Fetal and uterine monitoring services for veterinarians: Veterinary Perinatal Specialties,
The type of treatment is dictated by the presence or absence of obstruction and by the health of the dam and fetuses. In addition
to maternal survival, the goal of managing dystocia is to achieve puppy and kitten survival beyond the most critical first
week of life. A partially delivered fetus should be delivered within 10 minutes. If obstruction or serious fetal compromise
exists, Caesarean section is indicated without delay. If no obstruction exists, medical management may be attempted in healthy
dams with no signs of fetal stress.
In situations were the dam and the fetuses are healthy, and no obstruction exists, medical management of dystocia can be considered.
The goal of medical management is to re-establish a normal labor pattern of uterine contractions. This is done with oxytocin
and calcium. Typically, oxytocin increases the frequency of uterine contractions and calcium increases the strength. High
doses and/or frequent administration of oxytocin are contraindicated because they cause sustained uterine contractions that
delay the expulsion of fetuses and compromise placental blood flow. Current recommendations are to administer small doses,
0.25 to 4.0 U per dog, intramuscularly (IM). Labor should progress (i.e., straining begins) within 30 minutes and a pup should
soon be delivered. If so, the clinician may repeat administration of oxytocin as needed to perpetuate normal parturition.
Repeated doses should not be administered if a normal labor pattern is not established.
Generally speaking, calcium administration increases the strength of uterine contractions even in the absence of documented
hypocalcemia. For this reason, some have recommended the routine administration of calcium gluconate in the management of
non-obstructive. Calcium gluconate, 0.2 ml/kg or less, or 1 to 5 ml/dog, is administered subcutaneously (SC) or intravenously
(IV), depending on the preparation and the label directions. Some preparations are too irritating to be administered by routes
other than IV. If the IV route is chosen, calcium is administered slowly (1 ml/min), while ausculting the heart. Administration
should be immediately discontinued if bradycardia or dysrhythmia occurs. Higher doses or bolus IV administration of Ca gluconate
should be reserved for animals with documented clinical signs or laboratory evidence of hypocalcemia. When medical management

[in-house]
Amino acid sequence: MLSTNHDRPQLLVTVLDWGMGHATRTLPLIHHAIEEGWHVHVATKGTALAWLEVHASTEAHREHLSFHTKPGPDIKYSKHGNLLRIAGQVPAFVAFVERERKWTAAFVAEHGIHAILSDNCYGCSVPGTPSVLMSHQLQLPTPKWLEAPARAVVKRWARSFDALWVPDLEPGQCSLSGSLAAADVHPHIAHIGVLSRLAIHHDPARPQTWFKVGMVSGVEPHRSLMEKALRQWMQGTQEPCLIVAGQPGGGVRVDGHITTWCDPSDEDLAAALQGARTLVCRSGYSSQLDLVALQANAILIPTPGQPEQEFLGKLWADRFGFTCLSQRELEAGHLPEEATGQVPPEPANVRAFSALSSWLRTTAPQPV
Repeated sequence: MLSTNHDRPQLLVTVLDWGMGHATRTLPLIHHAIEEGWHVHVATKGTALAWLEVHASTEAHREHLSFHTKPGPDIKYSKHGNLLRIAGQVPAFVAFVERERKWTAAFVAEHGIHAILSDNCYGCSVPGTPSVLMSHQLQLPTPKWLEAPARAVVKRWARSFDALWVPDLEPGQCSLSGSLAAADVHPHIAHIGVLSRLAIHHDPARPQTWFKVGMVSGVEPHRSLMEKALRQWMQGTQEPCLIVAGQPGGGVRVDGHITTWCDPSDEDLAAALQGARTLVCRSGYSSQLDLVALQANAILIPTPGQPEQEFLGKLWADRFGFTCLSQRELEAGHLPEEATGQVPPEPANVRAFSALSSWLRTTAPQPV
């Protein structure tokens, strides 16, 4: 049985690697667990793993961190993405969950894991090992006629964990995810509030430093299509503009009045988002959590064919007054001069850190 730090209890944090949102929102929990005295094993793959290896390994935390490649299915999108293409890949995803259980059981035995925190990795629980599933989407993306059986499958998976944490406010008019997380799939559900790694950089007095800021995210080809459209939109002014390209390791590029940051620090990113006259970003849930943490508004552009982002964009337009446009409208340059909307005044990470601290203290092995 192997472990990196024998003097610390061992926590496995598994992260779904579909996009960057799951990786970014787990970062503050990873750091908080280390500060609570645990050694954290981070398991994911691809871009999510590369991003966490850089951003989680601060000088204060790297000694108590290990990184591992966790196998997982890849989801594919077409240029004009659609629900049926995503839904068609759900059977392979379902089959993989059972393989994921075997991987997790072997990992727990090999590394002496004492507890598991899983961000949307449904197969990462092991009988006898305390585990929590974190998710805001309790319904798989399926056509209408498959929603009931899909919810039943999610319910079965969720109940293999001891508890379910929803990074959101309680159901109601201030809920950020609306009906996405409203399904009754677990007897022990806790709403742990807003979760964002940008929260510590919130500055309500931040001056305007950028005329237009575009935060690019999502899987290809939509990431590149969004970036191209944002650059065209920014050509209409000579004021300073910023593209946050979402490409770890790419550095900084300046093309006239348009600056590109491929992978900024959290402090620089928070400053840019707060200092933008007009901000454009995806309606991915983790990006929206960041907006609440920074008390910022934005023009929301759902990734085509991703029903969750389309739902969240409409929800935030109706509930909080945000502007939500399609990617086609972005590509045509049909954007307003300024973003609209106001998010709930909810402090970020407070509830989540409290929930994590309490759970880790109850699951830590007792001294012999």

fails to initiate a normal labor pattern, Caesarean section should be performed.
Caesarean section is indicated, without delay, in the following circumstances: obstruction, such as fetal oversize, fetal
malposition, or uterine torsion; fetal compromise exists; medical management with calcium/oxytocin administration has failed;
continued pregnancy or labor might be harmful to the dam; or maternal illness already exists.
Embryonic and fetal death can result from maternal disorders, fetal disorders or placental disorders. Queens and bitches often
lose one or more fetuses and yet carry the rest of the litter to term and deliver normal healthy puppies or kittens. Anything
that adversely affects the health of the dam, and medications used to treat her, have the potential to adversely affect the
pregnancy. Other than a disorder that causes overt clinical illness in the dam, the signs associated with fetal death depend
primarily on the stage of gestation at which the loss occurs.
When early embryonic death occurs, there are no clinical signs of the bitch having been pregnant. Therefore, she is likely
to be presented for (apparent) failure to conceive rather than for pregnancy loss. In queens, having been induced to ovulate
by the fertile mating, early embryonic death will be reflected by a prolonged interestrual interval of 30 to 50 days, rather
than the usual non-ovulatory cycles every 14-21 days. Pregnancy loss has no effect on the canine interestrual interval. Usually
there are no physical signs, such as vulvar discharge, when embryonic death occurs during the first 30 days of gestation in
bitches and queens. Resorption occurs. When fetal death occurs after about day 30 of pregnancy, uterine contents are passed (abortion). The first clinical
sign of abortion is usually a blood-tinged vulvar discharge. The character of the discharge is variable, according to the underlying cause
of the abortion. The quantity is variable from scant to substantial. The later in gestation fetal death occurs, the more obvious
it becomes that fetal parts are being expelled.